E.M. Forster says our job as novelists is a simple one: it is all about getting the reader to turn the page. Charles Baxter advises us to take an interesting character and give that character an interesting problem. The great Pinckney Benedict believes the novel will teach the writer how it should be written.
For me--in my limited experience--I can only play around with the words, the setting, the characters until the narrative voice emerges. I have to know how the story needs to be told before I can worry too much about what actually happens, or even who the story happens to. For me, voice is everything.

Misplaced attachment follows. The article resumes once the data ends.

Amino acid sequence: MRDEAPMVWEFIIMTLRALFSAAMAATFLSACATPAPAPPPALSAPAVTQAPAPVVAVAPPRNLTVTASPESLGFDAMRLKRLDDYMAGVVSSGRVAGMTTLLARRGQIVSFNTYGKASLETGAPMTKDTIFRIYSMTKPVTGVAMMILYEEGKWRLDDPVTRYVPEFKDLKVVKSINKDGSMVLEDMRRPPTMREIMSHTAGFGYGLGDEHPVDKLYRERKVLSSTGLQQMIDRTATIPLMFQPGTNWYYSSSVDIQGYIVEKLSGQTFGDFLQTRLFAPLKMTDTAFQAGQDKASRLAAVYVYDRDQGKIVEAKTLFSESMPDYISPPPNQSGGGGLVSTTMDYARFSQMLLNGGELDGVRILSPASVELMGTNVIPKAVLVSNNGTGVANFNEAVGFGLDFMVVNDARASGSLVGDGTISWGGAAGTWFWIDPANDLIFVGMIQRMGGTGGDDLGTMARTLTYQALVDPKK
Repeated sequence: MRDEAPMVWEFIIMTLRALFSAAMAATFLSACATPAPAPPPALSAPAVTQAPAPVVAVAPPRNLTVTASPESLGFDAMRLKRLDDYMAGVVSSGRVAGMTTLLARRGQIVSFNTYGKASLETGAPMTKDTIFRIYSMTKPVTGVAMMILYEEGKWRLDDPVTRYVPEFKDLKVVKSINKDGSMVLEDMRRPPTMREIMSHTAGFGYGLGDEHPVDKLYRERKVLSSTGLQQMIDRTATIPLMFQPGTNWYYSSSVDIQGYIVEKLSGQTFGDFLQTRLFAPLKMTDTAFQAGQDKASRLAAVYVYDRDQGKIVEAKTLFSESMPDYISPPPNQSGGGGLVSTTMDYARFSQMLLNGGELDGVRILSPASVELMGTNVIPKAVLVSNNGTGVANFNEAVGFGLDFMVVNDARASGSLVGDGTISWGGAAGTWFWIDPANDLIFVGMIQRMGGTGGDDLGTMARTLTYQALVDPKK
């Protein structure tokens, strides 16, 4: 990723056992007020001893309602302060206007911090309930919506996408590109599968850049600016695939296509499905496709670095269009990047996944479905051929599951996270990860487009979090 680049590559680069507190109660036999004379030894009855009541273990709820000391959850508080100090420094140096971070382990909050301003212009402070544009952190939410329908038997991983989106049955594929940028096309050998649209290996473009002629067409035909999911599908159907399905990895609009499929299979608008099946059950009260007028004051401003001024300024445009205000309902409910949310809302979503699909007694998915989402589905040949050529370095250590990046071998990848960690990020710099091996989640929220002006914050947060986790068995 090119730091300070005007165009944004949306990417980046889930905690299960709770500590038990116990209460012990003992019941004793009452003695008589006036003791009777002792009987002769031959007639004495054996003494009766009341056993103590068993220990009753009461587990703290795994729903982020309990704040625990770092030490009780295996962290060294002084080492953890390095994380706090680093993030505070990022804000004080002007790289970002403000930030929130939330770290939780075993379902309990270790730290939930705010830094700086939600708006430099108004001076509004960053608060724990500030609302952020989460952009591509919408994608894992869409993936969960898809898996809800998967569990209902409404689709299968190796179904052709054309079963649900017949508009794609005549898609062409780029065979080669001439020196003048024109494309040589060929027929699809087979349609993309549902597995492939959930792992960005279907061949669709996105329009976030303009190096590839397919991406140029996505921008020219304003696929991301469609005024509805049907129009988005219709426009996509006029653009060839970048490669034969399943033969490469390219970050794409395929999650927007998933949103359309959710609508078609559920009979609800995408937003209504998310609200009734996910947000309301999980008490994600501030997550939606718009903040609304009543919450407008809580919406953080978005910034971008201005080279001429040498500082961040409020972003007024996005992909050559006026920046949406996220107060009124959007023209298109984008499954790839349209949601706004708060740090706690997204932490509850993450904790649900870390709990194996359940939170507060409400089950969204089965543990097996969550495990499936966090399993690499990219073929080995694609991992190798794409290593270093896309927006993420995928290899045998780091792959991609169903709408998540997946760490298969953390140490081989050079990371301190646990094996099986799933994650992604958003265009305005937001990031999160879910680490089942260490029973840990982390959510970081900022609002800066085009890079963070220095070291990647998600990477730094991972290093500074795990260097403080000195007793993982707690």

Yesterday, I broke into my parents' house--they were at the beach and all was quiet there--and spent a day struggling through the first chapter of a new work. It was a sort of wonderful torture, piecing out the very start, finding not just the voice, but the authority of the voice. The power of it that says, yes, I can handle this. I can carry it through. And now, as the writer, my job is simply to follow that voice. To trust it, no matter where it takes me.